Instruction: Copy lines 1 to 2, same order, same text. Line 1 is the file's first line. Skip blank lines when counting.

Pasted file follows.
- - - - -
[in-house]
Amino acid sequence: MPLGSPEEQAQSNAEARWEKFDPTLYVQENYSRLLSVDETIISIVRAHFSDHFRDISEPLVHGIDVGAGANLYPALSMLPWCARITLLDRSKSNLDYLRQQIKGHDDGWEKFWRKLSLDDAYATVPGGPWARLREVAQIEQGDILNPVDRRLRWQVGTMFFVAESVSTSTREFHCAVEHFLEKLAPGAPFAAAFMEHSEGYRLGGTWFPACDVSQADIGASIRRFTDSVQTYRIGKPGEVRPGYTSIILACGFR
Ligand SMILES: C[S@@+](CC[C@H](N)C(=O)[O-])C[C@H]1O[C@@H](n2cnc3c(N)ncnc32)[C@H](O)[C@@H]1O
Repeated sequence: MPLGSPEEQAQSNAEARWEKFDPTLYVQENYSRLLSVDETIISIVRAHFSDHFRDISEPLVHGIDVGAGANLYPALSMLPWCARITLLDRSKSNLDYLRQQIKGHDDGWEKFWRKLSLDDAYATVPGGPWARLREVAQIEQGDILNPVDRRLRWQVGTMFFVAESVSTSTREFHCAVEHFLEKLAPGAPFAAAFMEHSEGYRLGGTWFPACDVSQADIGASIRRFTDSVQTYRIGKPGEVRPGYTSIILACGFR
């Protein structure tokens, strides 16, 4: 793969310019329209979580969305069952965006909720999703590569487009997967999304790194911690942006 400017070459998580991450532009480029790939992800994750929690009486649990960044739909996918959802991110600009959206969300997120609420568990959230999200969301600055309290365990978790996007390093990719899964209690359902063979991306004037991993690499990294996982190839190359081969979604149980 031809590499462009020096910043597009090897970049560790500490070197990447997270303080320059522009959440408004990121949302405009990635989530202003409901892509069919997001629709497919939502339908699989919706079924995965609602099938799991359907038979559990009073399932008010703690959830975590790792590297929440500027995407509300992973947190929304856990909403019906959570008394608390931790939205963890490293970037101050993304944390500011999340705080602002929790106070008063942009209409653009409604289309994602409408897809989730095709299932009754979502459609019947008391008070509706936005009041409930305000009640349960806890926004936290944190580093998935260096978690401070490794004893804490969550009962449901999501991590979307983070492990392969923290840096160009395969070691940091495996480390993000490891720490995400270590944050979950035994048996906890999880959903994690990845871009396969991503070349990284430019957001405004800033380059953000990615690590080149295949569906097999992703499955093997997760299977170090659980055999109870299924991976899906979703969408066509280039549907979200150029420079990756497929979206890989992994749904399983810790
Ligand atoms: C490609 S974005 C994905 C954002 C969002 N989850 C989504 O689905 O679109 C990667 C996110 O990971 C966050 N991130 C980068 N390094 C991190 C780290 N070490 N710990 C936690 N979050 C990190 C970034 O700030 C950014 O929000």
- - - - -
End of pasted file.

[in-house]
Amino acid sequence: MPLGSPEEQAQSNAEARWEKFDPTLYVQENYSRLLSVDETIISIVRAHFSDHFRDISEPLVHGIDVGAGANLYPALSMLPWCARITLLDRSKSNLDYLRQQIKGHDDGWEKFWRKLSLDDAYATVPGGPWARLREVAQIEQGDILNPVDRRLRWQVGTMFFVAESVSTSTREFHCAVEHFLEKLAPGAPFAAAFMEHSEGYRLGGTWFPACDVSQADIGASIRRFTDSVQTYRIGKPGEVRPGYTSIILACGFR